housekeeping

Proud to be #notsponsored

There’s an age-old argument between reporters and editors that goes something like this:

Editor: What’s going on with [Issue X]? We should do a story.

Reporter: (groaning) You’re kidding, right? I wrote an article about that a few weeks ago.

Editor: So what? Nobody remembers.

Now that I no longer have any skin in that particular game, I’ll admit the editors were usually right. When I worked in newspapers, I can’t tell you how many times I received angry emails or phone calls from readers accusing us of not covering an issue … and I had written a front-page article, like, a week before. (And this was back when people read newspapers!)

The moral of the story being, it’s common for writers to overestimate the audience’s collective memory and/or attention span. While advertisers have long understood the importance of hammering home their message through repetition, creative types — maybe out of a misplaced sense of vanity — bristle at the thought of no one remembering their golden prose.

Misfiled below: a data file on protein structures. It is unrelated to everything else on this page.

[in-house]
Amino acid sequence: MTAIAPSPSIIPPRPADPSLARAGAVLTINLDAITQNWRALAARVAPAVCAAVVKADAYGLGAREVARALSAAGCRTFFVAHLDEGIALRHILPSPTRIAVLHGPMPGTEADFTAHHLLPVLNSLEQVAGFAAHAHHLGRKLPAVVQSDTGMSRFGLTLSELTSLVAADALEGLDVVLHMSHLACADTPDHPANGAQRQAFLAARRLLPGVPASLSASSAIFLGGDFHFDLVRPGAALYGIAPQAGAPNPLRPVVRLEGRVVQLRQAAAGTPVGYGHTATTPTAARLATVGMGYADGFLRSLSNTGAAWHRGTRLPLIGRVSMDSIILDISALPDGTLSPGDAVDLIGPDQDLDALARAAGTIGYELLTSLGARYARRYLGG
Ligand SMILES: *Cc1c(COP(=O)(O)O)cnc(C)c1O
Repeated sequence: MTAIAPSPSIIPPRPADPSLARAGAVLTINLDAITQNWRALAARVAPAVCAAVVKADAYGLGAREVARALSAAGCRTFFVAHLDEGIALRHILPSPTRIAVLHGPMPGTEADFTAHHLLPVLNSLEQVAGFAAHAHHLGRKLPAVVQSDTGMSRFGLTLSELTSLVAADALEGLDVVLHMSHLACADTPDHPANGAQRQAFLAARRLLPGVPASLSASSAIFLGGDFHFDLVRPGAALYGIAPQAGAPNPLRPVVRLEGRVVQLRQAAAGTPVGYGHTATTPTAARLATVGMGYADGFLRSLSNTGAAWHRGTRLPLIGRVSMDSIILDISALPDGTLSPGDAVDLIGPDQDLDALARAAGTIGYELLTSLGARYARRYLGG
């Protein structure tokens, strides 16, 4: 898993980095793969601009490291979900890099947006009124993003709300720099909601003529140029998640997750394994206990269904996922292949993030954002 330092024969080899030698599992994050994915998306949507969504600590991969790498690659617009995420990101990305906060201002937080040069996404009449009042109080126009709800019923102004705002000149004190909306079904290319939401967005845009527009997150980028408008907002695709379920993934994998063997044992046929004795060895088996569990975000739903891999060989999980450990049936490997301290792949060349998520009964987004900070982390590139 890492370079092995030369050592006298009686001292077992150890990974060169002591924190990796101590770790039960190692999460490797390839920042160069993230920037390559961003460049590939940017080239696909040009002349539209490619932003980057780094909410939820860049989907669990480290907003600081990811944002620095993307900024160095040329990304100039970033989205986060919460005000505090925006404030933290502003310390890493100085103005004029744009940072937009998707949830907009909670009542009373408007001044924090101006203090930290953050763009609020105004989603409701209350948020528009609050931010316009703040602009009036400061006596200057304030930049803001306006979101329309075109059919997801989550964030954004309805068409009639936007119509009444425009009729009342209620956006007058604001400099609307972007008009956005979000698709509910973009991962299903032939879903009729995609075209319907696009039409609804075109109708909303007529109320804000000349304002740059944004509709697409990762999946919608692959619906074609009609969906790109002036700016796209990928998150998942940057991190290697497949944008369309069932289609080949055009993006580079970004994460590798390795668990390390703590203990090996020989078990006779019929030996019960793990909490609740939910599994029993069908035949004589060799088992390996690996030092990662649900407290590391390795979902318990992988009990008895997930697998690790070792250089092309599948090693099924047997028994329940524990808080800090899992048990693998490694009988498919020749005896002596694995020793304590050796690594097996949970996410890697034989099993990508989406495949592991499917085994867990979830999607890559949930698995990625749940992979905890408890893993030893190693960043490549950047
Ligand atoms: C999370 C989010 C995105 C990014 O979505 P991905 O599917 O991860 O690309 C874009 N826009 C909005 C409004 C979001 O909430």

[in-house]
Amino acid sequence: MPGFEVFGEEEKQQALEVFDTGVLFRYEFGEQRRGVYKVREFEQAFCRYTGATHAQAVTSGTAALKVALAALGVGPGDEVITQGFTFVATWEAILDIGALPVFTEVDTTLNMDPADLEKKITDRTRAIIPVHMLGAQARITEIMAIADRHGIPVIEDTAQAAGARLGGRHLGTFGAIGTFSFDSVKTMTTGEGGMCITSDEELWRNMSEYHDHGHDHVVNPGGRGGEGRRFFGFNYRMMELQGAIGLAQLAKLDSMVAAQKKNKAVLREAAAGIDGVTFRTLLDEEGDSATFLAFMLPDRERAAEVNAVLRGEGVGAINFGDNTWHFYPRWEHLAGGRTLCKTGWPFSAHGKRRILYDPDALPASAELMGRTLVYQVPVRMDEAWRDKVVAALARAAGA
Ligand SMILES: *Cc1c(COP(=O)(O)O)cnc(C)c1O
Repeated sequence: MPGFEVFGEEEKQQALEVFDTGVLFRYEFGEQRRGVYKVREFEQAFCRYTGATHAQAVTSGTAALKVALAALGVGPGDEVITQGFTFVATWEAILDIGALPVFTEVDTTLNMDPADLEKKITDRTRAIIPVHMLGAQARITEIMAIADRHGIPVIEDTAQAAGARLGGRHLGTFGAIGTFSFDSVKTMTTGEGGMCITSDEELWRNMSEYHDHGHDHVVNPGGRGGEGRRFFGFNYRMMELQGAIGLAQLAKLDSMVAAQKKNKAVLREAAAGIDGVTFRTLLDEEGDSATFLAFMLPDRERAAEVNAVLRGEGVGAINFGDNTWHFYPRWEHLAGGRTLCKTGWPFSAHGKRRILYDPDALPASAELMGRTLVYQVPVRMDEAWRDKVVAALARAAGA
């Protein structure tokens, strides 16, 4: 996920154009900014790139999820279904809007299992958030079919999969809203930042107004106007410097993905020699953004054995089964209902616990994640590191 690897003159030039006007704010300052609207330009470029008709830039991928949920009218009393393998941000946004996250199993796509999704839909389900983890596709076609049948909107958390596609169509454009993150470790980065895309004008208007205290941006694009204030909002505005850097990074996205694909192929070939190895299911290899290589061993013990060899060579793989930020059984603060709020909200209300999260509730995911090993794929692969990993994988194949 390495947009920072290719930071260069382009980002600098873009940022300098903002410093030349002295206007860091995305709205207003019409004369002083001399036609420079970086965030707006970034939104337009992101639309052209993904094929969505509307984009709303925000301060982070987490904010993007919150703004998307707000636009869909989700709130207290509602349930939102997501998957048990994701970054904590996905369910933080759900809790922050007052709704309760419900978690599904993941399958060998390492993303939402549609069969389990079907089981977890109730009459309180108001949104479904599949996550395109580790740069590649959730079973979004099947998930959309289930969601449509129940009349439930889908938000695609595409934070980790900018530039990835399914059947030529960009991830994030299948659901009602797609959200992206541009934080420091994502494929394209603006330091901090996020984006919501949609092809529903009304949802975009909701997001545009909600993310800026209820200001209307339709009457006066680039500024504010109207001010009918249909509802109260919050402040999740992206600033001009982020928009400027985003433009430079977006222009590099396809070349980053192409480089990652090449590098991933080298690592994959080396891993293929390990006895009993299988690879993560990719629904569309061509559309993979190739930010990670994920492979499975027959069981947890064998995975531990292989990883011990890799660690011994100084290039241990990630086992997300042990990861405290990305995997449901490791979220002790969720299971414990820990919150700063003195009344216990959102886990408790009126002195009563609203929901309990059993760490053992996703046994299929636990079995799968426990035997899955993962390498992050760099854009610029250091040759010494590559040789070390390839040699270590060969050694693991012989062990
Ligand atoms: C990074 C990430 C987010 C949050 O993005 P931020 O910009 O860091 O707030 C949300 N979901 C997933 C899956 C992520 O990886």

I related this story to a friend who asked why I recently started using the #notsponsored hashtag on social media posts, considering I’ve already been pretty overt about my editorial independence from the beer industry in my bio and by posting a written sample policy here on the site. Like the editor in that newsroom parable, I believe it’s presumptuous to assume that everyone who encounters Original Levity somehow knows who I am and/or what I stand for.